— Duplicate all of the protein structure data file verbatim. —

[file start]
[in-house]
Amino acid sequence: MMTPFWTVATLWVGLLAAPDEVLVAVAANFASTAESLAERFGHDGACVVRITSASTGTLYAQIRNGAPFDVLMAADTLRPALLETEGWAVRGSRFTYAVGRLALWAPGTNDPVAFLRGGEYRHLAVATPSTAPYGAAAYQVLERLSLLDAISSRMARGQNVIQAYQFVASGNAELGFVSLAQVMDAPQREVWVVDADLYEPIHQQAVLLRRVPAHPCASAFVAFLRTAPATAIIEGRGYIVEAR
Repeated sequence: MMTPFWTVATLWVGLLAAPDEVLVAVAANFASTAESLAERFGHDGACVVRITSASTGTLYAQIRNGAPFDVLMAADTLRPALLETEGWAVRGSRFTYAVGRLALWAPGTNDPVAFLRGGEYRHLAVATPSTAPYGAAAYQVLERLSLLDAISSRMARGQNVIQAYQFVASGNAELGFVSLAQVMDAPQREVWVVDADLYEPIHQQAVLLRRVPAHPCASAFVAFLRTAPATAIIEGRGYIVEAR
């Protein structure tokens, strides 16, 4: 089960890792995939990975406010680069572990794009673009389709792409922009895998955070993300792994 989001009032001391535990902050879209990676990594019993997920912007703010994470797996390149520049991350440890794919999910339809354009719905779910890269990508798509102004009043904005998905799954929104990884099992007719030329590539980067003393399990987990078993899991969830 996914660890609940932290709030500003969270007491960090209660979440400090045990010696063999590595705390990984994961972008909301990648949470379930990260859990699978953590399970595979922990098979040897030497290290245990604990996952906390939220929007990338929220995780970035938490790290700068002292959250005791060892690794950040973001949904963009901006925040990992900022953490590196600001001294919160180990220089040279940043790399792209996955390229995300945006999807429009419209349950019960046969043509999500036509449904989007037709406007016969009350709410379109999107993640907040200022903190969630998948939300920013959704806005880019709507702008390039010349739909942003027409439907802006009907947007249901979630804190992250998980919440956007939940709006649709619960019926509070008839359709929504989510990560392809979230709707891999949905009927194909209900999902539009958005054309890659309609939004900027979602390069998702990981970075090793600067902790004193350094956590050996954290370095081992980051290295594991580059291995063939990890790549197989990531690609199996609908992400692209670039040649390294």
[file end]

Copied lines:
[in-house]
Amino acid sequence: MMTPFWTVATLWVGLLAAPDEVLVAVAANFASTAESLAERFGHDGACVVRITSASTGTLYAQIRNGAPFDVLMAADTLRPALLETEGWAVRGSRFTYAVGRLALWAPGTNDPVAFLRGGEYRHLAVATPSTAPYGAAAYQVLERLSLLDAISSRMARGQNVIQAYQFVASGNAELGFVSLAQVMDAPQREVWVVDADLYEPIHQQAVLLRRVPAHPCASAFVAFLRTAPATAIIEGRGYIVEAR
Repeated sequence: MMTPFWTVATLWVGLLAAPDEVLVAVAANFASTAESLAERFGHDGACVVRITSASTGTLYAQIRNGAPFDVLMAADTLRPALLETEGWAVRGSRFTYAVGRLALWAPGTNDPVAFLRGGEYRHLAVATPSTAPYGAAAYQVLERLSLLDAISSRMARGQNVIQAYQFVASGNAELGFVSLAQVMDAPQREVWVVDADLYEPIHQQAVLLRRVPAHPCASAFVAFLRTAPATAIIEGRGYIVEAR
């Protein structure tokens, strides 16, 4: 089960890792995939990975406010680069572990794009673009389709792409922009895998955070993300792994 989001009032001391535990902050879209990676990594019993997920912007703010994470797996390149520049991350440890794919999910339809354009719905779910890269990508798509102004009043904005998905799954929104990884099992007719030329590539980067003393399990987990078993899991969830 996914660890609940932290709030500003969270007491960090209660979440400090045990010696063999590595705390990984994961972008909301990648949470379930990260859990699978953590399970595979922990098979040897030497290290245990604990996952906390939220929007990338929220995780970035938490790290700068002292959250005791060892690794950040973001949904963009901006925040990992900022953490590196600001001294919160180990220089040279940043790399792209996955390229995300945006999807429009419209349950019960046969043509999500036509449904989007037709406007016969009350709410379109999107993640907040200022903190969630998948939300920013959704806005880019709507702008390039010349739909942003027409439907802006009907947007249901979630804190992250998980919440956007939940709006649709619960019926509070008839359709929504989510990560392809979230709707891999949905009927194909209900999902539009958005054309890659309609939004900027979602390069998702990981970075090793600067902790004193350094956590050996954290370095081992980051290295594991580059291995063939990890790549197989990531690609199996609908992400692209670039040649390294």